A Campaign About Investing in People
This campaign is about providing access for all Alabamians to good-paying jobs and affordable health care, and it is about revitalizing our infrastructure. It is about making our government work for all of us, and improving the quality of life in one of the most beautiful places in our nation.
Put People First: Attack Corruption in Alabama's Politics
We need to roll up our sleeves and work to end the endemic corruption in Alabama. Corruption in Alabama politics costs jobs, economic growth, and opportunity.
I will fight to—
- End the corrupting influence of money on our state politics. It’s time to enact laws to end the disturbing practice of unlimited campaign contributions in Alabama.
- Establish term limits that reduce the number of consecutive terms that an individual can serve in one office, thereby creating more opportunity for citizen-centered leadership.
- Close loopholes for Lobbyists and interest groups that allow them to work in the shadows.
- End the ruinously undemocratic practice of gerrymandering by forming a truly independent commission to oversee redistricting.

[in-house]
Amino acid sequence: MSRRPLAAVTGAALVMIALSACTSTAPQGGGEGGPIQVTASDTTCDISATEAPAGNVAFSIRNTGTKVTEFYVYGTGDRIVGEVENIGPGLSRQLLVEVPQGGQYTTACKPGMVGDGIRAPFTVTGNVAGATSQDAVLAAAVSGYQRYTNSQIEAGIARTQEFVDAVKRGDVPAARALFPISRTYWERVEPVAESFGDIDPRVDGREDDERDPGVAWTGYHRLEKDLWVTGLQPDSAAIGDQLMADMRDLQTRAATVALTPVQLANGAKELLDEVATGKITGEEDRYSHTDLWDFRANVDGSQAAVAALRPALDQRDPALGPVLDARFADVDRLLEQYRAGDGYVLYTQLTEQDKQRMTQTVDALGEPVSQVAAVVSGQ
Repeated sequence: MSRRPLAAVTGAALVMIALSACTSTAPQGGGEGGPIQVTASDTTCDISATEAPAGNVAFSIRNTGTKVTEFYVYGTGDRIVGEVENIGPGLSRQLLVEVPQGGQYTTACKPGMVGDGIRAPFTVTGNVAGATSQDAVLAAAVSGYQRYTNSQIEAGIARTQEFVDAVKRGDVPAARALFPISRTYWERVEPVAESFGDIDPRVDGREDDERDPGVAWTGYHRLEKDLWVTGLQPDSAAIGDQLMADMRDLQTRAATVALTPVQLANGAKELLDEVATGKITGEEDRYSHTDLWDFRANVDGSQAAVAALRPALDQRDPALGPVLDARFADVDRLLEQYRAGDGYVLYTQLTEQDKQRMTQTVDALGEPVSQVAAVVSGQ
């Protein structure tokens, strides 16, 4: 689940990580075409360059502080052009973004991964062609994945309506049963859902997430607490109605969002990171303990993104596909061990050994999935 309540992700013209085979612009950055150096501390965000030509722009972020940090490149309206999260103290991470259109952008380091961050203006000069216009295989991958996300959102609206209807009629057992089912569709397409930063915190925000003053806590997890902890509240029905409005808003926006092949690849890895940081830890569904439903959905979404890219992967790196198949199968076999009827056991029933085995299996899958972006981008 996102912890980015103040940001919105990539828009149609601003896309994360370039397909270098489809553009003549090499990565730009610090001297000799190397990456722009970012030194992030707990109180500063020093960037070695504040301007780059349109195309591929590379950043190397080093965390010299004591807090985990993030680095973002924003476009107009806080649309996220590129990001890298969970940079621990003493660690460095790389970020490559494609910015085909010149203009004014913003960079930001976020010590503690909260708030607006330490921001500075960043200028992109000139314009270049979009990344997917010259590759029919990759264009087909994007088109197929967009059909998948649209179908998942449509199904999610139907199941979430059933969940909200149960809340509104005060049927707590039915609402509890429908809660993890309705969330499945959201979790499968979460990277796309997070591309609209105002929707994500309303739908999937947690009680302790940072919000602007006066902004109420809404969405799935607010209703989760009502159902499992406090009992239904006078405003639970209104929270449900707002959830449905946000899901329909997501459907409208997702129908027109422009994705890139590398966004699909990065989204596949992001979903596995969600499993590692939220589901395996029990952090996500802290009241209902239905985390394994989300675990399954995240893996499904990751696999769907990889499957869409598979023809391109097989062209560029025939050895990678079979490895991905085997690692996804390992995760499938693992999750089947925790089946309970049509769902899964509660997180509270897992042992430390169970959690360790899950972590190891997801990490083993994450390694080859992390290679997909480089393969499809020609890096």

- Hold the Alabama Ethics Commission and Attorney General accountable to elevating ethical conduct of those in public office.
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The Institute for Corruption Studies at Illinois State University ranks Alabama as the most corrupt state in the country when it comes to “legal corruption” — conduct by public officials that is technically legal but unethical. Alabama will not move forward until we put people in the legislature who work for the citizens of Alabama, not for the corporations and special interests.
Make Health Care Affordable: It Is a Public Good
Health care is as essential to life today as the automobile, food, and shelter. A serious lack of competition in the health insurance market in our State is adversely impacting the cost and availability of insurance for Alabama families and businesses. The American Medical Association says that Alabama has the least-competitive health-insurance market in the nation; that’s right—we are 50th.